Special Issue "Water Resources Management and Modeling in Forestry"

A special issue of Forests (ISSN 1999-4907). This special issue belongs to the section "Forest Ecology and Management".

Deadline for manuscript submissions: 15 April 2020.

Special Issue Editor

Prof. Dr. Michael P. Strager
E-Mail Website
Guest Editor
School of Natural Resources, West Virginia University, Morgantown, WV 26506
Tel. 304-293-6463
Interests: spatial analysis; natural resources; management

Special Issue Information

Dear Colleagues,

Sustainable management of water and forest resources is critical to quality of life for current and future human communities as well as natural ecosystems. This is especially true in the face of changing land cover, increased pollution, continued fossil fuel consumption, and other resource exploitation. Integration of water resources and forestry at various spatial scales is imperative for future conservation and sustainability. To further explore these and other related issues, we encourage studies from all relevant fields, including experimental studies, monitoring approaches, and models. This Special Issue will highlight emerging work and strategies for the preservation, management, and future development of the water and forest nexus.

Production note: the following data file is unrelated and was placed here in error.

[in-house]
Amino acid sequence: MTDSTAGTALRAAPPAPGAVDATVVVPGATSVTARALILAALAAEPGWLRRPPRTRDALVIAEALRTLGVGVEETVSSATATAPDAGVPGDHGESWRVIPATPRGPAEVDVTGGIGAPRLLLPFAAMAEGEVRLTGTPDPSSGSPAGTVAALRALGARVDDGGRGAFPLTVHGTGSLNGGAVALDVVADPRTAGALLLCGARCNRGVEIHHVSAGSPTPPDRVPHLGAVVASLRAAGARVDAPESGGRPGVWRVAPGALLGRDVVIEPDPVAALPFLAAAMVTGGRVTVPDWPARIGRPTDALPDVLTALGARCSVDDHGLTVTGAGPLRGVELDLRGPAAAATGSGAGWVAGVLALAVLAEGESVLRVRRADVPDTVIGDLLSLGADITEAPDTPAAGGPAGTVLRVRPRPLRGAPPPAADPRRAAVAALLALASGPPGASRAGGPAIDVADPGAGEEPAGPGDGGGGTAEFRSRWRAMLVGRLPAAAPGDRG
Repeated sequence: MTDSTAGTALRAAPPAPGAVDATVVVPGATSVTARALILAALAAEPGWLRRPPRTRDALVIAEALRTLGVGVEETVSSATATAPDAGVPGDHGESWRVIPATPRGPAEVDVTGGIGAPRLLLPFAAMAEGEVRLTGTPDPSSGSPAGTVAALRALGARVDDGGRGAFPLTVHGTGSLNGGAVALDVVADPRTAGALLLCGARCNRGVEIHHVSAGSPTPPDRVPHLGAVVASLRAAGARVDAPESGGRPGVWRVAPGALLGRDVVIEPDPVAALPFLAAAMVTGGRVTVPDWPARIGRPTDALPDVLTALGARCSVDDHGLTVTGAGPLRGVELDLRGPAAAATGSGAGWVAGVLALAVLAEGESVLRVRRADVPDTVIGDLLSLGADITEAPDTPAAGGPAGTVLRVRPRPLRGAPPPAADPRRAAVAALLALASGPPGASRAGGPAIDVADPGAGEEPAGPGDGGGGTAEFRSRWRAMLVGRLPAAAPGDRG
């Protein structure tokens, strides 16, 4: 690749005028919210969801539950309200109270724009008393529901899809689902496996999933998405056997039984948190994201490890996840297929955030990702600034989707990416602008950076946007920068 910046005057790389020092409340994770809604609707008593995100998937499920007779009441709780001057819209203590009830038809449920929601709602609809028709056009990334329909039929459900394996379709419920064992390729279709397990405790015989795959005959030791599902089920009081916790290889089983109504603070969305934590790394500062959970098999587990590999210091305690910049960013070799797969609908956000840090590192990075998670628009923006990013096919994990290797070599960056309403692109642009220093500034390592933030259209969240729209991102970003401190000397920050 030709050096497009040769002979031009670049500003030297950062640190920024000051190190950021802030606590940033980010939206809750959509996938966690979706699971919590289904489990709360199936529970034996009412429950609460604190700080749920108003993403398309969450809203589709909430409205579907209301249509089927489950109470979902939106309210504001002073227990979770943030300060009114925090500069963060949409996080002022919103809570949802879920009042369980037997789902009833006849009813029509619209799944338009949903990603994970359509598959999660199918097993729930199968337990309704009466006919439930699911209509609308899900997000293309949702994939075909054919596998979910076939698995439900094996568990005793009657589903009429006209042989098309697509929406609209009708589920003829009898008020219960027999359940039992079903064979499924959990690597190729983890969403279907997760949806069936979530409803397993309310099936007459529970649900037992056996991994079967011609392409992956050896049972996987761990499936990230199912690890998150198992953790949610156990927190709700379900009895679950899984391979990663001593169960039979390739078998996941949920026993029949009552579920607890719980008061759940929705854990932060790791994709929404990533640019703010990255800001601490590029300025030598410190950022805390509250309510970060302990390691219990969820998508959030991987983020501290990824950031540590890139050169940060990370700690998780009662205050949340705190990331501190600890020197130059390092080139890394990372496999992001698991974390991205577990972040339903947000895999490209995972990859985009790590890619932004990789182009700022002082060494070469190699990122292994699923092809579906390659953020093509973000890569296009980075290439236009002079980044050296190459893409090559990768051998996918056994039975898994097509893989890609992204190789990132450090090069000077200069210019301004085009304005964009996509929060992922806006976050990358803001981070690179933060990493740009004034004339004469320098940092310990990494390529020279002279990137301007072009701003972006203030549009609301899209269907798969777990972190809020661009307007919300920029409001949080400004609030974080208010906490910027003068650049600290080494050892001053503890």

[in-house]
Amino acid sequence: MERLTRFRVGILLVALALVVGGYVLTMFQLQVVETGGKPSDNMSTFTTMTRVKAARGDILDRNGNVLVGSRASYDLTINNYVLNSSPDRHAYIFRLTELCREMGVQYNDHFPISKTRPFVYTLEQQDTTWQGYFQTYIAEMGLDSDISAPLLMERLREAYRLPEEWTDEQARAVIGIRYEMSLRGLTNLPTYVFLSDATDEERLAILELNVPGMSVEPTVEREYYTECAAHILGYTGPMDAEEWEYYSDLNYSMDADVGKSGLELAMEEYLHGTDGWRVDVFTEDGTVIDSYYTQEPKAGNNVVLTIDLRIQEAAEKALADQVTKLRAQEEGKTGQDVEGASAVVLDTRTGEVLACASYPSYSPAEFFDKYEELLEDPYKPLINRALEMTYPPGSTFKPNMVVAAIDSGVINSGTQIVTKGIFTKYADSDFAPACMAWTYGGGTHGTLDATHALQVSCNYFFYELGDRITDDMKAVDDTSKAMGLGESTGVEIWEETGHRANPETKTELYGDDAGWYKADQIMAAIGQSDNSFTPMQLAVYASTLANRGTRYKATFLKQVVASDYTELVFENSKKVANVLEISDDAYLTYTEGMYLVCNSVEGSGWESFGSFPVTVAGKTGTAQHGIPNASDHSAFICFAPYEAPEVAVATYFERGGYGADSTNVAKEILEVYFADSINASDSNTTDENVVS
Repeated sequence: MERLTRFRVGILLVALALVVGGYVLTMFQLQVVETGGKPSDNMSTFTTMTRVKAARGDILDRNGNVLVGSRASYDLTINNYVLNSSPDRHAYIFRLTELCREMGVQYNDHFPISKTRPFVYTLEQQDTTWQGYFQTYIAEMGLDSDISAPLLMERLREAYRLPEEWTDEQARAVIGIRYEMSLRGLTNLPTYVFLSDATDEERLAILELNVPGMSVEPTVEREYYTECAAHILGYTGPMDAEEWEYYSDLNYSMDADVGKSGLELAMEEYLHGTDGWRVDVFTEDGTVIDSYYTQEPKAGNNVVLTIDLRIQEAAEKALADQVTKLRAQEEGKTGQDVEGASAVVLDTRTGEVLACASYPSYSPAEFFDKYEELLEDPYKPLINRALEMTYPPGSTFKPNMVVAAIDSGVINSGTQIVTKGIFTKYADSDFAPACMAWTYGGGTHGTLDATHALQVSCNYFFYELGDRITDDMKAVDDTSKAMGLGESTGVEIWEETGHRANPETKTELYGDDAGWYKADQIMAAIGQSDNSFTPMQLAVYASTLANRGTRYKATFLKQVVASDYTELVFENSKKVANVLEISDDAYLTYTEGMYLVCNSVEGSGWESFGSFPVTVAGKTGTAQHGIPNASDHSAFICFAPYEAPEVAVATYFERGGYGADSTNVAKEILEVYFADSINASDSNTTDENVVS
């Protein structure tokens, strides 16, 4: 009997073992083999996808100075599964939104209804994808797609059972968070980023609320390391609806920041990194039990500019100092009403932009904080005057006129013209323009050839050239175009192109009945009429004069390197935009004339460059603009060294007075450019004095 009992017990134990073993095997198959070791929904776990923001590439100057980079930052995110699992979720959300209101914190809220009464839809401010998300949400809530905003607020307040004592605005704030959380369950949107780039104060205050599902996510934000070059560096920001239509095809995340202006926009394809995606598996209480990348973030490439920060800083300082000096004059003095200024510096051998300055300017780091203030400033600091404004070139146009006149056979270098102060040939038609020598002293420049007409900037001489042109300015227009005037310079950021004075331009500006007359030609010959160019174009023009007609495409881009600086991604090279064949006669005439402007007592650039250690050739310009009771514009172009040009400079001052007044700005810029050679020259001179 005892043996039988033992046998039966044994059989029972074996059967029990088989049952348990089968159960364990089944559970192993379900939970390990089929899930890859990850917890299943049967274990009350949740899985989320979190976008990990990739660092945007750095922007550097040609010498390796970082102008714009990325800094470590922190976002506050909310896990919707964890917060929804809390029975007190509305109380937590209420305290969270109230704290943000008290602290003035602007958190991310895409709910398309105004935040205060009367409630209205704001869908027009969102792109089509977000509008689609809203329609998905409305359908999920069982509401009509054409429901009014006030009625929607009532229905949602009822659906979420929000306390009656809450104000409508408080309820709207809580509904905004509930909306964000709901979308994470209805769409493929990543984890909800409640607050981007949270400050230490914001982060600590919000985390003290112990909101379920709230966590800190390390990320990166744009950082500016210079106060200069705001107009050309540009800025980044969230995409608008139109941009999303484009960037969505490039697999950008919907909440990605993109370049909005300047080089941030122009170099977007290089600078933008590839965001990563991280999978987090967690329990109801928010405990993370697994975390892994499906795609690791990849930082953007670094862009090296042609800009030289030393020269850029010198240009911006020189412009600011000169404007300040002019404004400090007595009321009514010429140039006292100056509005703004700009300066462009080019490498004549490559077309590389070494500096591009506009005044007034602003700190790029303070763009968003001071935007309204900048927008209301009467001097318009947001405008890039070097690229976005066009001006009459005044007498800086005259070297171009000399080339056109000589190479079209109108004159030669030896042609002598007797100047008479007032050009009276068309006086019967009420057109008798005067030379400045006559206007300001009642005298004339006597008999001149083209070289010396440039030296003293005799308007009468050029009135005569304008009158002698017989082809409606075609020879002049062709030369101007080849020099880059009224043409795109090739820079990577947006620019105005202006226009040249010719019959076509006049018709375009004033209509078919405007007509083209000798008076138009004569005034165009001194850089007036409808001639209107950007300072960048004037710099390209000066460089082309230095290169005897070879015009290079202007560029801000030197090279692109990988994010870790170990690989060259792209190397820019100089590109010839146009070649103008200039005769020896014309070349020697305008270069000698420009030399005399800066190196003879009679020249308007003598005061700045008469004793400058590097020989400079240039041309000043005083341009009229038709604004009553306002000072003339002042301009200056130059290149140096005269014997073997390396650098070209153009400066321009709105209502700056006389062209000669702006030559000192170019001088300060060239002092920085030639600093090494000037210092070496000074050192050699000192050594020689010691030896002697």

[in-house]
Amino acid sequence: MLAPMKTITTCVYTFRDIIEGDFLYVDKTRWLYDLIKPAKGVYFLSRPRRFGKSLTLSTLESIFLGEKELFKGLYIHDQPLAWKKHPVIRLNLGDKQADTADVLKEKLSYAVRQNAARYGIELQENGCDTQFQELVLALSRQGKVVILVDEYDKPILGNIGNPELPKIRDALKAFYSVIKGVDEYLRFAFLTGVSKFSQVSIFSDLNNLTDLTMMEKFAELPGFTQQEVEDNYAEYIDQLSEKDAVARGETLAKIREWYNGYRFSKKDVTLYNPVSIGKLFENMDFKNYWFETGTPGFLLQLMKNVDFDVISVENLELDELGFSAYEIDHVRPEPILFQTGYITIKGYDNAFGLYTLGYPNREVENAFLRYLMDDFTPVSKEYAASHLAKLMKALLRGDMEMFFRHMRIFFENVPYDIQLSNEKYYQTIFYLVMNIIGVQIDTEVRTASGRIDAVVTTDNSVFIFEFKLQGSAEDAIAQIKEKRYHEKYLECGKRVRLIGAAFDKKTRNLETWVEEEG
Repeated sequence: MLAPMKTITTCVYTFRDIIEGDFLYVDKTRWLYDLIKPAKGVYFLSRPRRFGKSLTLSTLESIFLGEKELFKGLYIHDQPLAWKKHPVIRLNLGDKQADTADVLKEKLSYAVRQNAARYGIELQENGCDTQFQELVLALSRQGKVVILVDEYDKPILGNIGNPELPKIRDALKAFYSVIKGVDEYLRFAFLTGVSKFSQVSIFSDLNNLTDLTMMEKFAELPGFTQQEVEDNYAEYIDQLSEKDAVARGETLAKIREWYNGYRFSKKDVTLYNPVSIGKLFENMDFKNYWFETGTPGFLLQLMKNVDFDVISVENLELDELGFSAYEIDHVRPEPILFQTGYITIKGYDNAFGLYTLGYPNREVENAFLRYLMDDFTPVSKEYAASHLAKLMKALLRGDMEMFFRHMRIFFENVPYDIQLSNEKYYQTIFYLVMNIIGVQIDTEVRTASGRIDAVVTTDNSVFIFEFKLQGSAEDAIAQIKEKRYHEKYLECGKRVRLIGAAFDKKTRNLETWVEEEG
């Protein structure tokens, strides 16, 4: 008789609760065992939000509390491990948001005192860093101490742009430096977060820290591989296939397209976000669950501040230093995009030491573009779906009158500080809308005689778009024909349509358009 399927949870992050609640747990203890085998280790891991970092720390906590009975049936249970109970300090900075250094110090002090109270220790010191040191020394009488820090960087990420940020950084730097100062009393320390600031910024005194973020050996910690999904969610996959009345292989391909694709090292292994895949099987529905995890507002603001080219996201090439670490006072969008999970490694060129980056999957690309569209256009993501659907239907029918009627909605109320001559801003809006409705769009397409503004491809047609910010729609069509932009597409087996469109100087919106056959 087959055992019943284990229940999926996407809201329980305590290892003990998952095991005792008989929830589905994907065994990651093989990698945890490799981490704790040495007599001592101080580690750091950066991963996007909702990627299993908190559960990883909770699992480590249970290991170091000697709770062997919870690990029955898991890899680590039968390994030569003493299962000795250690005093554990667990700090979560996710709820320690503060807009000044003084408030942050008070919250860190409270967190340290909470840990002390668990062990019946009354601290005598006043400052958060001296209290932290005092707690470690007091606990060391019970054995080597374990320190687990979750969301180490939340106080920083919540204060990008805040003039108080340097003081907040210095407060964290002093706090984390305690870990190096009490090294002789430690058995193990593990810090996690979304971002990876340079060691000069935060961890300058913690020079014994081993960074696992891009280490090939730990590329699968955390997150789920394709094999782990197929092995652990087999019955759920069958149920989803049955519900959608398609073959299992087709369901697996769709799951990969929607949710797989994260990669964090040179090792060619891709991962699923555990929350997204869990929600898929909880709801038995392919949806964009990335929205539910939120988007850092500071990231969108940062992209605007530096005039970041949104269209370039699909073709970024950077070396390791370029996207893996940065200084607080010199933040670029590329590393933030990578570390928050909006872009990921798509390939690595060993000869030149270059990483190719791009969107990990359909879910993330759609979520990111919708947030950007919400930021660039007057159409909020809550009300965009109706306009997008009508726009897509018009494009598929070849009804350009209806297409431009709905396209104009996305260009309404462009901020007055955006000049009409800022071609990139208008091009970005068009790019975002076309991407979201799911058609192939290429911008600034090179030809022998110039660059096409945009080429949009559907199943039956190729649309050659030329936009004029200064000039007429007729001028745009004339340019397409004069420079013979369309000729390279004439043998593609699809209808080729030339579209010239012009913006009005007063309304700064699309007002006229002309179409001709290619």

Prof. Dr. Michael P. Strager
Guest Editor

Manuscript Submission Information

Manuscripts should be submitted online at www.mdpi.com by registering and logging in to this website. Once you are registered, click here to go to the submission form. Manuscripts can be submitted until the deadline. All papers will be peer-reviewed. Accepted papers will be published continuously in the journal (as soon as accepted) and will be listed together on the special issue website. Research articles, review articles as well as short communications are invited. For planned papers, a title and short abstract (about 100 words) can be sent to the Editorial Office for announcement on this website.